DOC-NYC has become America’s largest film festival devoted to documentaries. What does this mean during the pandemic? Last year, it took place entirely online. This year, it splits itself between 8 days in movie theaters and streaming for the rest of November.
Streamers like HBO Max and Netflix have dominated documentary funding lately, leading to bloated docu-series, a sleazy fixation on true crime, and endless profiles of music, film, sports, and political celebrities. DOC-NYC tends to show fairly conventional docs, unlike Columbia, Missouri’s beloved True/False festival, or Lincoln Center’s “Art of the Real.” But their selection has something for everyone. The opening night film, Penny Lane’s “Listening to Kenny G,” makes a case for the value of the much-hated smooth jazz musician. It includes a selection of the year’s most buzzed documentaries and sections devoted to photography, arts and design, the lives of teenagers, and autobiographical films.
Bobbi Jo Hart’s “Fanny: The Right to Rock” charts the two incarnations of Fanny, the first all-female rock band to sign to a major label. Their early years trace a disappointing trajectory from lounging around nude and partying with Joe Cocker and Mick Jagger in their communal house Fanny Hill to recording an album every year from 1970-1975, endless touring and middling record sales that amounted to subsistence wages. The group’s gender was treated as a novelty, mentioned in every newspaper headline.
Furthermore, the Millington sisters, who formed its core, were Filipina-American, and three of the four members were bi or lesbian. In the macho climate of the times, their talent and the support of men like David Bowie didn’t lead to success. They had two top 40 singles but had already broken up by the time “Butter Boy” became their biggest hit in 1975. The film obeys many recent music documentary conventions. It suffers from too many random celebrity talking heads interviews. Why does the opinion of Def Leppard singer Joe Elliott about Fancy matter? But it runs through the band’s original lifespan in its first half and picks up in recent years, when they’ve revived the group as Fanny Walks the Earth. While the latter half sometimes feels like promotion for their latest album, it tells a compelling story, particularly when health challenges make the group confront the difficulty of continuing to make music in their 60s.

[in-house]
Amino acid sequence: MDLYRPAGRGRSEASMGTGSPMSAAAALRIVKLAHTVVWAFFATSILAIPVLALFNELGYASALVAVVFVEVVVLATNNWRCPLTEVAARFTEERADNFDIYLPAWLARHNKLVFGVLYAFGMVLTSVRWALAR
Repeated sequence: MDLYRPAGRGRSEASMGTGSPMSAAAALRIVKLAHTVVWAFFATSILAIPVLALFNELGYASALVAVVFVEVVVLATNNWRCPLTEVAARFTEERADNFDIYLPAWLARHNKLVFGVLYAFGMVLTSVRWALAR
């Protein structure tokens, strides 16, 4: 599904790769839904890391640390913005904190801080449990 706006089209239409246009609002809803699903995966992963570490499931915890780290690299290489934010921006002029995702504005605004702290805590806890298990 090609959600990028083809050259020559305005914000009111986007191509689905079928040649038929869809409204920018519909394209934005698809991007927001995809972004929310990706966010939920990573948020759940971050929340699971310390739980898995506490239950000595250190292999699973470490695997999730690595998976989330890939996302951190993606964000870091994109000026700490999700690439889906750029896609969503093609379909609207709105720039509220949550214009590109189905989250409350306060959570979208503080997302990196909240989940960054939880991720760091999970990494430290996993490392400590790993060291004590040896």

Chris J. Russo’s “Lady Buds” takes a surprisingly downbeat look at cannabis legalization in California. That dark view has nothing to do with the drug itself, but it views the change in laws as an opportunity for government and big business to crack down on a thriving black market economy whose profits fueled everyday life in small towns in the state. (One of its six subjects, Chiah Rodrigues, is a second-generation cannabis farmer; she remembers having to lie about how her dad earned a living.) It profiles women involved in the cannabis business.
Russo, who is lesbian, lays out an intersection of the Bay Area’s LGBTQ community and cannabis legalization. Felicia Carbajal came to San Francisco because of its reputation as a gay haven and looks back on the roots of medical marijuana usage as a treatment for AIDS patients’ nausea and wasting. Sam Taylor is a 71-year-old former Catholic school principal whose attitudes towards both cannabis and gayness began changing when her son came out, leading to a passionate drive to serve senior citizens with a medical cannabis dispensary. But the film, which began shooting soon after California legalized the plant in 2016, shows the difficulty of maintaining a small business under monopolistic competition. To make things even harder, cannabis remains illegal on the federal level, so business must be conducted in cash (which runs the risk of governmental confiscation). Even locally, cities seem to be placing roadblocks in the path of legal cannabis farming and businesses.
While “Lady Buds” acknowledges problematic cannabis use, its subjects are driven by a belief that the plant can make the world a better, more loving place. Bi singer Brittany Howard’s soulful “Stay High” serenades us through the end credits, even as they inform us how the film’s subjects struggle to maintain legal businesses.
The title of Alexa Bakony’s “Colors of Tobi” alludes to its subject’s hair color, which changes in almost every scene. Shot over the course of four years, it follows non-binary teen Tobi, who endures a turbulent adolescence while living with their parents and siblings in a Hungarian village. At the start of the film, they identify as a trans boy, but about an hour in, they decide they don’t want to put any labels on their gender or sexual identity. Tobi’s mother, Eva, isn’t quite as accepting as she wants to be, and much of the film’s early drama comes from Eva putting her foot in her mouth. Despite the love she shows, she’s baffled by LGBTQ identity and asks questions like “Why don’t gay and lesbian couples just sleep with each other and raise children?” Things come to a head when she misgenders Tobi during their 18th birthday party, but a trip to a Pride March surrounded by hostile onlookers suggests how much worse Tobi could have it.
Bakony shot it with a crew of three, allowing intimate access to difficult moments. Its fly-on-the-wall filmmaking process leads to a flatness during emotional down time, while the ending comes too suddenly. But “Colors of Tobi” becomes a tale of love and acceptance rather than one of tension and confusion. Tobi’s personal story gains urgency from the film’s location being in of the most queerphobic European countries where laws are becoming increasingly repressive.
DOC-NYC | Nov. 10th-18th | IFC Center, Chelsea Cinepolis & SVA | Most films available for digital streaming from Nov. 19th-30th